Indigo Plant Dye Trials Part 1

Above: Final results after using Indigo powder.
I continue to play around and experiment with plant hair dyes. After my henna trials mentioned here, my cousin who assisted me with my application decided to try out the Indigo powder. Indigo is another plant extract with nourishing properties as well as the ability to colour hair. It is green in colour but will deposit a range of hues from midnight blue to an enriched black. There are various methods to mixing and applying the dye, one can experiment and find what works for them best. We bought our Indigo from http://www.chicchick.co.za. They advise on the following about Indigo Powder (extracted from their website):
What is it:A naturally derived, hundred percent pure herbal leaves that gives deep blue color free from chemicals and PPD. 
What it does:Indigo can be used, along with henna, to cover gray hair, dye hair jet black, dark brown or light brown. It can also be mixed with other herbs such as cassia and amla to create more radiant shades.  Indigo with Henna is a great replacement for modern chemical dyes especially if you experience a negative skin reaction or eczema caused by chemical colour.
Why you’ll love it:
  • Indigo,  blended with henna,  creates a medium brown to rich deep brown hair dye
  • Indigo applied over henna treated hair creates a lush black hair color
  • It adds richness, shine, and texture to your hair
  • It covers up greying hair
  • Use it as often as you like for healthy dark brown to black hair color
  • It includes no chemicals, preservatives, PPD or nut derivatives
What else you need to know:Indigo is a 100% chemical free hair dye that helps to enrich your hair’s dark colour with repeated application and use. It gives a natural and attractive indigo blue tinge to hair.  Indigo powder is from the ground leaves of the indigo plant which contains a deep blue dye that has been used for centuries for textiles. The leaves are harvested, dried, and ground into a powder for use in textiles, arts, and as a natural hair colorant.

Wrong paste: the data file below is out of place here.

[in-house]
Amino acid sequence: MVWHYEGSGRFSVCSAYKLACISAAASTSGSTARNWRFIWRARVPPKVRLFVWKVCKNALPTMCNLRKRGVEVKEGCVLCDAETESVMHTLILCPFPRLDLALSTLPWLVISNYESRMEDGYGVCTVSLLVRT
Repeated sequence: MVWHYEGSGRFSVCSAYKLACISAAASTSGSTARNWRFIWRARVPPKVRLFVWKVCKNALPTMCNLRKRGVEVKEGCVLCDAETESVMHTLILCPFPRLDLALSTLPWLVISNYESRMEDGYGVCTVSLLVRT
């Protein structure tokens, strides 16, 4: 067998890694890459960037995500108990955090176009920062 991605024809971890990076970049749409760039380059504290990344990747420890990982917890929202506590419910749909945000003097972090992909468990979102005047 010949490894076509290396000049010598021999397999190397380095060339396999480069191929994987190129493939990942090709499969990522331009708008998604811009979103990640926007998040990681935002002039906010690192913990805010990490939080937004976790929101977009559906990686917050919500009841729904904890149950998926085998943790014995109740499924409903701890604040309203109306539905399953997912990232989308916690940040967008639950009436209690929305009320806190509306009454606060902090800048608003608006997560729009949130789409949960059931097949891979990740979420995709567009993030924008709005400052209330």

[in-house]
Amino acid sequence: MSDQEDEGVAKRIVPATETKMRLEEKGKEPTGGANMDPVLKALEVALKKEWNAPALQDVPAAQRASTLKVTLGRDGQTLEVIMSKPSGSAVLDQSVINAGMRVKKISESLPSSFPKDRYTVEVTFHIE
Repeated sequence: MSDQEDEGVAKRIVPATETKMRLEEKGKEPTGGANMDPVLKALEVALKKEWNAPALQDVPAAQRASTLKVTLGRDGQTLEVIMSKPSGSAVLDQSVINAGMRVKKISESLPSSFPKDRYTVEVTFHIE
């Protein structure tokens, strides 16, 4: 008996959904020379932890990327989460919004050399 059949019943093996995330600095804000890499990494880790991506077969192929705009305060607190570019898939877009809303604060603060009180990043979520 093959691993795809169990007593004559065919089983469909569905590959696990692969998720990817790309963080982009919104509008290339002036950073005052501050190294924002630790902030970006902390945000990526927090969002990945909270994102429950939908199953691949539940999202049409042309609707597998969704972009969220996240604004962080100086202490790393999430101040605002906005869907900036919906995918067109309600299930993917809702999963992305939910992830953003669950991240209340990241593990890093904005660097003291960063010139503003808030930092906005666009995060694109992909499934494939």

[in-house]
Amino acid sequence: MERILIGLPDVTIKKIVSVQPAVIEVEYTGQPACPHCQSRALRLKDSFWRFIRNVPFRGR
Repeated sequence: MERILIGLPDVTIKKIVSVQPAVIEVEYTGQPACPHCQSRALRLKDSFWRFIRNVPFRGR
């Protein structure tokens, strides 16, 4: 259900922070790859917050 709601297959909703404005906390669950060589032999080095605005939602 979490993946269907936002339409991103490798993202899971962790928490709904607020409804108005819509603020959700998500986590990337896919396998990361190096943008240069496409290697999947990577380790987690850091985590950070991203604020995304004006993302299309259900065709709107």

What’s not in it:
  • Ammonia
  • Metallic salts
  • PPD
  • Lead
  • Pesticide residue
  • Peroxide
The cousin did not have time to do a henna treatment and then go over it with indigo. She had used a permanent black hair dye about a month back and so was really wanting a colour boost. She is quite good at researching about all aspects of hair for her own fro and so she opted to go with mixing the Indigo powder with water and leaving it for about 15mins for the colour to release and then applying it to her blackish hair. She then waited for about 30-45mins and then thoroughly rinsed her hair. Her hair was a very black - maybe on the harsh side but that was more or less what she wanted. I still think it would have been a richer black had we kept it on longer and had we done the henna treatment first but what mattered was it still toned the hair without any damage. We will try the henna first route next time.
Above Left: Before application of the Indigo Right: Applying the Indigo
 
 Above Left: Complete application of Indigo Right: Covered with cling wrap/plastic
 Left and Right: After 30-45mins the plastic was removed 
 Above Left and Right - Once the Indigo was thoroughly rinsed out 

Using pure plant dyes does require patience and time but the benefits are numerous and certainly worth the time spent.
Have you used Indigo powder?

As always safely find what works for you and listen to your hair.

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